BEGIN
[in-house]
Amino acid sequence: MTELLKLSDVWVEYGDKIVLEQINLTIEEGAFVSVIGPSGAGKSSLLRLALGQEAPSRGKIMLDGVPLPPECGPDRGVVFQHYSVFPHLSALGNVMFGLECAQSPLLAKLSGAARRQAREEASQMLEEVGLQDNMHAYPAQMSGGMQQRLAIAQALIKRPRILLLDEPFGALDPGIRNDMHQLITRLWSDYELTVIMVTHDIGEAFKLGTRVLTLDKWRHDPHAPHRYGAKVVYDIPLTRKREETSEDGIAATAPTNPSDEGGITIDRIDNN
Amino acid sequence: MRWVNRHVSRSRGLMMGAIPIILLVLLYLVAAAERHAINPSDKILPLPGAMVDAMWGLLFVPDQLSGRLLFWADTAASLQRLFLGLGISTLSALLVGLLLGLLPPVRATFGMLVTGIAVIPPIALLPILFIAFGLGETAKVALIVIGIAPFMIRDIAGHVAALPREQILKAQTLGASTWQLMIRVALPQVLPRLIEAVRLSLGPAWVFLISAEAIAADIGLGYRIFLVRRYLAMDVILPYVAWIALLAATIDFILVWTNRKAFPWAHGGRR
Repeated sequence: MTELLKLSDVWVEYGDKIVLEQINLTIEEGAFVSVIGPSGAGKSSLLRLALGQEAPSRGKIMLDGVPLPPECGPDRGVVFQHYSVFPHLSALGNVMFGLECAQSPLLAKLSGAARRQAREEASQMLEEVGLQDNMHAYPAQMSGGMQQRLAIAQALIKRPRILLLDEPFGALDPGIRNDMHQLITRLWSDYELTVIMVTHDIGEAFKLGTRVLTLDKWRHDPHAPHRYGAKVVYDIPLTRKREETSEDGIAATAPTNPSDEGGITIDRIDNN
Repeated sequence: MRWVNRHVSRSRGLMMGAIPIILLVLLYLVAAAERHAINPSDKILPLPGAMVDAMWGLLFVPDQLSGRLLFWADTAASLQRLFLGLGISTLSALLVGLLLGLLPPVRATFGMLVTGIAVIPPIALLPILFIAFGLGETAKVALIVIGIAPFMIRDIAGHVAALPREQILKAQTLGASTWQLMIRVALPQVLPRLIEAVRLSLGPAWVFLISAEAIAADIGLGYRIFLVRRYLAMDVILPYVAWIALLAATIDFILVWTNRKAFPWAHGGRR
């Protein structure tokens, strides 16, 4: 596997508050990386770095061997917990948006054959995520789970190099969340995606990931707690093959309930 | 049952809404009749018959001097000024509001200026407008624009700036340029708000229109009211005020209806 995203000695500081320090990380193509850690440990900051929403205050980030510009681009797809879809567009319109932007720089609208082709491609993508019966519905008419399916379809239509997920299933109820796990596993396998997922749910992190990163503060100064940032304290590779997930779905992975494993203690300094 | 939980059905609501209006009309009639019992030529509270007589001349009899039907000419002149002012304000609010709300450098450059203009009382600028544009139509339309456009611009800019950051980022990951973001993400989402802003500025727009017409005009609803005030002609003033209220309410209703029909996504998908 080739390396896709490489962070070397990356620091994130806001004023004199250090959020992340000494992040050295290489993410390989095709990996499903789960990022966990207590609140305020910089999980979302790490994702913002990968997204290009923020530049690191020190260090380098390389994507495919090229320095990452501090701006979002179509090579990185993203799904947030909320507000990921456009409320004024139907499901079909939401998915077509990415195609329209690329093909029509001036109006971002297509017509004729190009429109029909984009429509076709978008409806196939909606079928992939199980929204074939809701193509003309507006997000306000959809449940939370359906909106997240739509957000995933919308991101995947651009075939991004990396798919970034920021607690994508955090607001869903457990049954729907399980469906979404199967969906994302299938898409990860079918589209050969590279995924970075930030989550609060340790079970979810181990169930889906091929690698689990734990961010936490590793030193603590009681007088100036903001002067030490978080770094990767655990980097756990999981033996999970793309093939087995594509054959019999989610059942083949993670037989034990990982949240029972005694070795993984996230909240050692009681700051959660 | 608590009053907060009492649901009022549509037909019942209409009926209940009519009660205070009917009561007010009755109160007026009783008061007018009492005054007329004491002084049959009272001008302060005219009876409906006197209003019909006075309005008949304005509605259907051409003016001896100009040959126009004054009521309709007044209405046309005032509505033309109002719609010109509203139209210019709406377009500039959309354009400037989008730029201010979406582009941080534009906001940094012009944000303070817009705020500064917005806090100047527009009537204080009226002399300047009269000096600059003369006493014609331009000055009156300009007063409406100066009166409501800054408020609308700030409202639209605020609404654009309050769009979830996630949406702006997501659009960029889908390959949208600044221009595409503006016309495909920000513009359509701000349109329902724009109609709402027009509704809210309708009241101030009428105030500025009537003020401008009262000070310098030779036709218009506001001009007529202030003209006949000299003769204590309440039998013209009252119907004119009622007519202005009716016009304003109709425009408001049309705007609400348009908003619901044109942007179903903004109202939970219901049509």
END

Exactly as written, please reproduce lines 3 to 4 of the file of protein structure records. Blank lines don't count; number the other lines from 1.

Amino acid sequence: MRWVNRHVSRSRGLMMGAIPIILLVLLYLVAAAERHAINPSDKILPLPGAMVDAMWGLLFVPDQLSGRLLFWADTAASLQRLFLGLGISTLSALLVGLLLGLLPPVRATFGMLVTGIAVIPPIALLPILFIAFGLGETAKVALIVIGIAPFMIRDIAGHVAALPREQILKAQTLGASTWQLMIRVALPQVLPRLIEAVRLSLGPAWVFLISAEAIAADIGLGYRIFLVRRYLAMDVILPYVAWIALLAATIDFILVWTNRKAFPWAHGGRR
Repeated sequence: MTELLKLSDVWVEYGDKIVLEQINLTIEEGAFVSVIGPSGAGKSSLLRLALGQEAPSRGKIMLDGVPLPPECGPDRGVVFQHYSVFPHLSALGNVMFGLECAQSPLLAKLSGAARRQAREEASQMLEEVGLQDNMHAYPAQMSGGMQQRLAIAQALIKRPRILLLDEPFGALDPGIRNDMHQLITRLWSDYELTVIMVTHDIGEAFKLGTRVLTLDKWRHDPHAPHRYGAKVVYDIPLTRKREETSEDGIAATAPTNPSDEGGITIDRIDNN